Improve Cycling Cadence

When you’re biking, you probably notice that you’re getting more tired when you constantly change how fast you’re pedaling. If you want to build up your endurance so it’s easier for you to maintain or change speeds, training with cadence drills can really help out. Your cadence is how fast you move the pedals and can make your bike trips feel easier and consistent.[1] While your cadence really depends on what you’re comfortable with, there are still many ways to train so you’re more efficient. With these tips and drills, you’ll be able to endure longer and more intense rides!


Gear Adjustments

  1. Ride in a comfortable gear and cadence when you’re just starting out. Don’t feel like you need to push yourself really hard right away. Shift into an easier gear that gives you slight resistance when you’re pedaling. The gear you choose depends on what you’re comfortable with and if you can maintain a consistent speed, so find what works best with your riding style.[2] Keep biking regularly until you don’t feel winded after your rides.[3]
    • Try to sustain the same speed throughout your entire ride.
  2. Switch to a lower gear and higher cadence if your legs feel exhausted. If you’re pushing down on your pedals too hard, it can waste a lot of energy and make you slower. If your legs start feeling tired on your ride, downshift your gears and try to increase your pedaling speed. With an easier gear and higher cadence, you won’t work your muscles as intensely so you won’t feel as fatigued.[4]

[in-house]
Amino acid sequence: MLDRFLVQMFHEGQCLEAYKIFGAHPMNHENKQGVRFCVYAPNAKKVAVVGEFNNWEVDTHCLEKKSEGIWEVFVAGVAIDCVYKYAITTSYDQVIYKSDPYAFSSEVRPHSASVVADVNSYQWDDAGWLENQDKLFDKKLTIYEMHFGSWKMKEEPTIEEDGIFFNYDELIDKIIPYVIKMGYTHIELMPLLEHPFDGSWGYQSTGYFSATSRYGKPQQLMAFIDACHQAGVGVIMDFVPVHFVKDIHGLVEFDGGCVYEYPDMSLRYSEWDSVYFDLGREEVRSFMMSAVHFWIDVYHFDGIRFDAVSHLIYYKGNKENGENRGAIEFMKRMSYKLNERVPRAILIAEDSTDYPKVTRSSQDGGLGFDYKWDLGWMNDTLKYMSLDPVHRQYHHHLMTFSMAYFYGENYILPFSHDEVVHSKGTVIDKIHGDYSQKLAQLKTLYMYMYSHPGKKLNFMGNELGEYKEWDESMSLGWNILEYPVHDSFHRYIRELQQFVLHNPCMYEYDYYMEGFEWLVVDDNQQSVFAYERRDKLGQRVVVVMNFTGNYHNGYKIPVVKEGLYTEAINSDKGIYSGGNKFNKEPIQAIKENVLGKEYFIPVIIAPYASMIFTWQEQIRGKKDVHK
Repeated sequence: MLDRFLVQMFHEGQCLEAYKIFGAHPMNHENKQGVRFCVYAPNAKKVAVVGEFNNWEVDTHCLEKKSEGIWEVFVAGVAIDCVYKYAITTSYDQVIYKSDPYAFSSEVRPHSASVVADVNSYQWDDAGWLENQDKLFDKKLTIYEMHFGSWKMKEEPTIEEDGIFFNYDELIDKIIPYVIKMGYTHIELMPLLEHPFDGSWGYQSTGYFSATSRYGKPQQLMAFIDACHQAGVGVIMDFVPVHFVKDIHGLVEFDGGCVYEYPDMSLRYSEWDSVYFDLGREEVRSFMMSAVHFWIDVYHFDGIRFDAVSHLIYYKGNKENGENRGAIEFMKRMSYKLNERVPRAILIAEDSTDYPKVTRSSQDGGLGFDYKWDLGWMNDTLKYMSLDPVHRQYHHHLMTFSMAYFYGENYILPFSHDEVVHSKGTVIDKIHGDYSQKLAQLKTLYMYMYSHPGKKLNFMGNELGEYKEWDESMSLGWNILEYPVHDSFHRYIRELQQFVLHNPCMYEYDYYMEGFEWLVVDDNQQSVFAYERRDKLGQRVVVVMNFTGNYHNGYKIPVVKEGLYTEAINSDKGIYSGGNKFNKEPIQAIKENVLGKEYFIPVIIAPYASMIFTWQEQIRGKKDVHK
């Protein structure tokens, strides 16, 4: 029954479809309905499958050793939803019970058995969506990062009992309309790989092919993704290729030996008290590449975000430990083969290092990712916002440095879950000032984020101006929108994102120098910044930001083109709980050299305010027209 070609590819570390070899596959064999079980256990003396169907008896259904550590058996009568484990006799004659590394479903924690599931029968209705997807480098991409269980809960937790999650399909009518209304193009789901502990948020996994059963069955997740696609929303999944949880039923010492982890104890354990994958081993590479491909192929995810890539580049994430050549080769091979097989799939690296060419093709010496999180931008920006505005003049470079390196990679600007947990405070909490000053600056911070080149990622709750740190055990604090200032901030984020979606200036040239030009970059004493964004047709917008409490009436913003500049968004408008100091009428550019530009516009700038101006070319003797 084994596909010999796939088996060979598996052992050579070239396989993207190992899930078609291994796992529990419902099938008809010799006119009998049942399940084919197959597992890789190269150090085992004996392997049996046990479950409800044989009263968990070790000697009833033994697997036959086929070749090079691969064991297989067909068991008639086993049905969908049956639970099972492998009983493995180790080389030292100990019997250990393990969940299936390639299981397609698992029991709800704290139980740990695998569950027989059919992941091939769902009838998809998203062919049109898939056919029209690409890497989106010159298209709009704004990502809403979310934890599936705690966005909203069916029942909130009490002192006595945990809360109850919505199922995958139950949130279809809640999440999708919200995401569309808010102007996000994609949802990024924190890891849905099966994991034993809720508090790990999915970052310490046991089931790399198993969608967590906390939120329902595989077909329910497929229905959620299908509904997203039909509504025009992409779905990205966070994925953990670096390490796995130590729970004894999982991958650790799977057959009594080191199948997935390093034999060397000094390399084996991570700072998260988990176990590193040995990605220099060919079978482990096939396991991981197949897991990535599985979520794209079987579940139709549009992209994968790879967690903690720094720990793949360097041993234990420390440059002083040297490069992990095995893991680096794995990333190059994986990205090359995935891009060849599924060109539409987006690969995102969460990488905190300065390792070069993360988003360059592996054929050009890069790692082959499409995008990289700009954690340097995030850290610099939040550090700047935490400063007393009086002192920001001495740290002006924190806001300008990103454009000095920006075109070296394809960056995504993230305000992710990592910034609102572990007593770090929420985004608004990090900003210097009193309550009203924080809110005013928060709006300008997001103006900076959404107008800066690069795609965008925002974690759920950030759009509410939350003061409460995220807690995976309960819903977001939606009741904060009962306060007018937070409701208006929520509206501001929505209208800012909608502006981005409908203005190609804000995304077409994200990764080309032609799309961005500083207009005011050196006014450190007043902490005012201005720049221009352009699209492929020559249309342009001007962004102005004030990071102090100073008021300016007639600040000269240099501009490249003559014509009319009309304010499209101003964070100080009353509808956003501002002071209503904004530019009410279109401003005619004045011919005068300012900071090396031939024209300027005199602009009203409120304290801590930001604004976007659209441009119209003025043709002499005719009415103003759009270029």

• You’ll probably start feeling a little winded as you switch to a higher cadence, but that’s normal.
  3. Try raising your gear and slowing your cadence if you’re short of breath. If you’re struggling to catch your breath but your legs are fine, shift into a more difficult gear and slow down how fast you’re pedaling.[5] You’ll start feeling the burn more in your legs, but it will help build strength so you’re able to maintain a faster cadence later on.[6]
    • You’ll probably end up switching back and forth between your gears depending on the terrain and how you’re feeling. For example, you’ll probably slow down your cadence as you bike uphill and increase it when you go downhill.

Cadence Measurement and Ideal Ranges

  1. Find your cadence by doubling how much you pedal over 30 seconds. If you don’t know your cadence already, you can calculate it really easily without special equipment. Start biking at a regular and comfortable pace in any gear on a flat strip of road. Over 30 seconds, count how many times you pedal a full rotation on one side. After that, multiply the number by 2 so you know your cadence in rotations per minute (RPM).[7]